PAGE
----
Photo Same Circle Productions
Same Circle Productions - thoughts about Contradicktion
Luke Dankoff from Same Circle Productions, Artists Respond winners in 2021, talks about what the company got up to as part of their research and development for a new show.
With support from the St Hugh's Foundation for the Arts, Same Circle Productions held a research and development phase for our new LGBTQI+ show Contradicktion, a new devised theatre piece which focusses on toxic masculinity, gender bias and other damaging cultures in the LGBTQI+ community. The process was split into four weeks.
Our first week was an opportunity to spend crucial time with seasoned Hull professionals to provide invaluable support in the creation and support of our company. This included sessions on marketing, company vision and mission, artist bio and finance management.
Our second week acted as our engagement week which would form the basis for our show. We worked closely with The Warren Youth Project’s Shout Group - a group of 16-25 year old LGBTQI+ individuals who come together to share a safe space in the city.
Our third week revolved heavily around rehearsal room-based activities which would create the sharing material.
Our last week was the rehearsal and sharing of our R&D material.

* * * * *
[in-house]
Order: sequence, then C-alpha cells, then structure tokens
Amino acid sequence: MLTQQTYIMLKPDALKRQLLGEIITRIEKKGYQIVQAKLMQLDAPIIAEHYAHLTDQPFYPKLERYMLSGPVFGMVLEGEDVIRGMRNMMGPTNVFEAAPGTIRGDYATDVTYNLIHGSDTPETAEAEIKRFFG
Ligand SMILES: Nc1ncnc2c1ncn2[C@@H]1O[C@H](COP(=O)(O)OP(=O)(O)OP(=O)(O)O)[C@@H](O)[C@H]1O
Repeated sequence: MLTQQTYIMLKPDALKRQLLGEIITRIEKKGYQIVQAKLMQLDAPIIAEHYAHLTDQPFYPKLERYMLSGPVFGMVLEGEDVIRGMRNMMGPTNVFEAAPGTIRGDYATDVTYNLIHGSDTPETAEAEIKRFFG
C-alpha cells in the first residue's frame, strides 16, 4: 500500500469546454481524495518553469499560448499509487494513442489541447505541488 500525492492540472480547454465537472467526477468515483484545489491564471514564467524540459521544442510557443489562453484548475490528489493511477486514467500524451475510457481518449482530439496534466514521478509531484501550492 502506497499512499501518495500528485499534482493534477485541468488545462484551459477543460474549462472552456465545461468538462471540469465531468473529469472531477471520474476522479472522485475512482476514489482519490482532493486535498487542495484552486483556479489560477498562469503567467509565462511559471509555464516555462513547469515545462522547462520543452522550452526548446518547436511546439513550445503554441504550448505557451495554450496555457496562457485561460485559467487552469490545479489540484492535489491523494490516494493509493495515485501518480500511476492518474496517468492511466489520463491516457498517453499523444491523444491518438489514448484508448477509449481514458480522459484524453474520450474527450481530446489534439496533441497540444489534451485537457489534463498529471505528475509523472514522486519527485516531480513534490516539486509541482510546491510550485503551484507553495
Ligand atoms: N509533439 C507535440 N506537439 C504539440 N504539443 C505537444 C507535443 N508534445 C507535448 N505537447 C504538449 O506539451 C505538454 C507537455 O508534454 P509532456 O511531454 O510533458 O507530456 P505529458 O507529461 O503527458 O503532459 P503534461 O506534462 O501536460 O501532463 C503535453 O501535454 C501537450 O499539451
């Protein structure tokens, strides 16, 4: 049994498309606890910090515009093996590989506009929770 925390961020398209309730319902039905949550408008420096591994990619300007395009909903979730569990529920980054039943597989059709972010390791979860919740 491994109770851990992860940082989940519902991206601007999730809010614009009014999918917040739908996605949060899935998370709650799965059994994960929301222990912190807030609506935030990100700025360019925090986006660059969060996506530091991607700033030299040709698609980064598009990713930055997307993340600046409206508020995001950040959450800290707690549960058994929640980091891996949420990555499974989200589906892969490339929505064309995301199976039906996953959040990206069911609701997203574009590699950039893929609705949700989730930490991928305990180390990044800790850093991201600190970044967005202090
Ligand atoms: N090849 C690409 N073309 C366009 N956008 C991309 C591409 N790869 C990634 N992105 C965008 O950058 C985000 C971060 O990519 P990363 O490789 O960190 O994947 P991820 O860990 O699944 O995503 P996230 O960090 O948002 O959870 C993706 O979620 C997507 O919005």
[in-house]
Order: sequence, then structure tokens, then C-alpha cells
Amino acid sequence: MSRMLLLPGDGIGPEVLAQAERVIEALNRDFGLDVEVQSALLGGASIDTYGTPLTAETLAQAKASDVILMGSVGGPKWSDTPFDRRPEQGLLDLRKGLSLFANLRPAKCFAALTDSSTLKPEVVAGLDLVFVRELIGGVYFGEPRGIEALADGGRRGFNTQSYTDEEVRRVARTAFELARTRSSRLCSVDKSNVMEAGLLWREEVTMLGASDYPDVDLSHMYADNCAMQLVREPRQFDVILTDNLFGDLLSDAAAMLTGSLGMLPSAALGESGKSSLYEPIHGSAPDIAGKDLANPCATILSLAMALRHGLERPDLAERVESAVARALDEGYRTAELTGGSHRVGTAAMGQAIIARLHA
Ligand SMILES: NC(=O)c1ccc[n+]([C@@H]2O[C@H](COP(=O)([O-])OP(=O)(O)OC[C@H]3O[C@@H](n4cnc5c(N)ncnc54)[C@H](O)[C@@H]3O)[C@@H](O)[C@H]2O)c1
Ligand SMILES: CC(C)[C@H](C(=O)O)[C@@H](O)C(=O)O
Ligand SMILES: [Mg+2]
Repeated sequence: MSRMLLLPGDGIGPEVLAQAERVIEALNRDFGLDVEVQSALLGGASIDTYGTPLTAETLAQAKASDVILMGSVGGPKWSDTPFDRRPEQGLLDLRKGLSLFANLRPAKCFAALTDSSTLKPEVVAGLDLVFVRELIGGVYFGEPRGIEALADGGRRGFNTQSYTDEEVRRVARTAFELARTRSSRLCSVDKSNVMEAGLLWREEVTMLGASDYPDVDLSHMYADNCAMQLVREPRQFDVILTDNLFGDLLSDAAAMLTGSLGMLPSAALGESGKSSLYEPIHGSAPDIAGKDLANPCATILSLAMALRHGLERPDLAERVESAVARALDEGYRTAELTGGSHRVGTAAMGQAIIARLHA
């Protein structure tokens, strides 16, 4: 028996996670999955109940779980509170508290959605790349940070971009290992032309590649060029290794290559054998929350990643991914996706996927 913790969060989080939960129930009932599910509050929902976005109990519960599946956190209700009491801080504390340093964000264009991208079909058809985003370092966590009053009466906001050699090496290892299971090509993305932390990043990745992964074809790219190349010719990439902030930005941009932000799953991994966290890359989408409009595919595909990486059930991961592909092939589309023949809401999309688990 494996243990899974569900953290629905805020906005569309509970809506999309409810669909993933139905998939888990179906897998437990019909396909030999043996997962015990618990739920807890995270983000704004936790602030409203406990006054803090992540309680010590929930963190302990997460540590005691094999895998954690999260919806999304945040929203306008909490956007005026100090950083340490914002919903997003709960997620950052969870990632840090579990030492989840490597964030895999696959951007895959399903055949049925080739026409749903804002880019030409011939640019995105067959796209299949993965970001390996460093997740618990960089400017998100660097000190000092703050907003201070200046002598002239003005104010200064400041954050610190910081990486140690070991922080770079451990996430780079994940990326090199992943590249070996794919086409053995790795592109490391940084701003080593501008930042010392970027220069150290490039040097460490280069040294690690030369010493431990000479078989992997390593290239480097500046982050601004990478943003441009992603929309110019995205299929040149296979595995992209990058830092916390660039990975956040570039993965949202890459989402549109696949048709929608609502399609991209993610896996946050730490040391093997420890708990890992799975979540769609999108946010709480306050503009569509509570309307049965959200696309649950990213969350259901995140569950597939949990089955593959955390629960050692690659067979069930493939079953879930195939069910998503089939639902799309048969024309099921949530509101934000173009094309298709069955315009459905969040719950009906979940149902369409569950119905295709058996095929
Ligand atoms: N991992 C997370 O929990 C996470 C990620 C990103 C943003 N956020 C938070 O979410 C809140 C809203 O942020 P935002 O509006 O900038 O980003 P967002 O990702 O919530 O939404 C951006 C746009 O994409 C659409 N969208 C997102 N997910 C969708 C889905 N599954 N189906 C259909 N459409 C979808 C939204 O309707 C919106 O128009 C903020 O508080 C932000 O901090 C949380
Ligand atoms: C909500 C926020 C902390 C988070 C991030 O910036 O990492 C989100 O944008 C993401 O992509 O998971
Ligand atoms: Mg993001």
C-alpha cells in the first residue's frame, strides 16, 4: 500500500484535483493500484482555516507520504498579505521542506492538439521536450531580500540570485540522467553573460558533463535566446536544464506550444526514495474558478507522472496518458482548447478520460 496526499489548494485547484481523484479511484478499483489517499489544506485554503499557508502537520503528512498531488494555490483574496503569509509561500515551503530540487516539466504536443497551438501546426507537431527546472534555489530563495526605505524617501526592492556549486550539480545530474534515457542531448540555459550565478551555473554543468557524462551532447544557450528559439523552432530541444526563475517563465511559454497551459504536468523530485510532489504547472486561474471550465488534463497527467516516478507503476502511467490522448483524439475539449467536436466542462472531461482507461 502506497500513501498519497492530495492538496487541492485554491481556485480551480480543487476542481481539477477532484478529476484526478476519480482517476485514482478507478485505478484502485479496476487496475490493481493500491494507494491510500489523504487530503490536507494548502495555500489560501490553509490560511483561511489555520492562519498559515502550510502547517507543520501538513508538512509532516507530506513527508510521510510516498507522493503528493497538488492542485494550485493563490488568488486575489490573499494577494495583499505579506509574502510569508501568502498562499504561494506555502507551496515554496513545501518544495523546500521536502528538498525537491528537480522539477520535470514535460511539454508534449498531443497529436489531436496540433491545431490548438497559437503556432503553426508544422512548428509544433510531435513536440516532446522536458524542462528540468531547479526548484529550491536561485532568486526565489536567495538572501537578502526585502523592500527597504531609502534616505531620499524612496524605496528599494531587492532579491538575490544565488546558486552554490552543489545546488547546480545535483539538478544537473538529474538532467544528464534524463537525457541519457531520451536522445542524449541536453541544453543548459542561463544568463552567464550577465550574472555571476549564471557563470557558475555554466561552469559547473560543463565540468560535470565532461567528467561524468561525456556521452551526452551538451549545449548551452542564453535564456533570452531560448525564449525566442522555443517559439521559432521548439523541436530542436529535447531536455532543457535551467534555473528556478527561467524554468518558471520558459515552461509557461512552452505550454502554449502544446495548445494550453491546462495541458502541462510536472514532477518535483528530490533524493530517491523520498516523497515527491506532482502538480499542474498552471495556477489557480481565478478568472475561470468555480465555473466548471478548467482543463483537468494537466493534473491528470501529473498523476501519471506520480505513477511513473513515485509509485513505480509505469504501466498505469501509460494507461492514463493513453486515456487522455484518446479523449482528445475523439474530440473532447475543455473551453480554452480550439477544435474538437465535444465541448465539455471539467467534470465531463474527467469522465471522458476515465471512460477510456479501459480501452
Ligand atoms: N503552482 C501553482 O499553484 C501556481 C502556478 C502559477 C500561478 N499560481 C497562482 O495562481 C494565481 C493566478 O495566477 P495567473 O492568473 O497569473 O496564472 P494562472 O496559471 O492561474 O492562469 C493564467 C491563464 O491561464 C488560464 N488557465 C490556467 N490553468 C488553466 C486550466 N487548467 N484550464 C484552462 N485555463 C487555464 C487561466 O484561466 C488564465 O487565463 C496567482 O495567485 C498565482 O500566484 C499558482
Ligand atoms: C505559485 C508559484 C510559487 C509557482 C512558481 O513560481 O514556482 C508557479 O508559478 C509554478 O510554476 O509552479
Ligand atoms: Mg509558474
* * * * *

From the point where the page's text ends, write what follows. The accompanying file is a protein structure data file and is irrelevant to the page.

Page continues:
Aims & Objectives:
- Develop new audiences across Hull and beyond.
- Create the foundation for a high-quality LGBTQI+ sharing.
- Represent and reflect the voices & opinions of the LGBTQI+ community.
- Develop the company model to be more rigorous and sustainable.
Summary of the success:
Throughout our company development week, we spent time with local theatre makers which provided vital time to develop our company model, ensuring that as we continue to grow, we are robust and sustainable. We have now formed a sustainable company structure which allows us to be responsive to the uncertain times for theatre companies as a direct result of Covid. Furthermore, the work with artists in the city has meant we are able to develop and grow our voice and brand to enable us to reach new audiences across the city and beyond.
Our focus groups provided a safe space for many people in the city to create the foundation for a high-quality sharing. The measure of success with these focus groups was seen in our sharing where many who came found that they were able to talk openly about their sexuality and question some of the cultures within the LGBTQI+ community. Starting conversations about how we could, as LGBTQI+ members, make the community more inclusive from within was a main artistic foundation for the development of this piece. We felt that this was met when we were sent a lengthy document after our focus group from a member of the Warren Youth Project.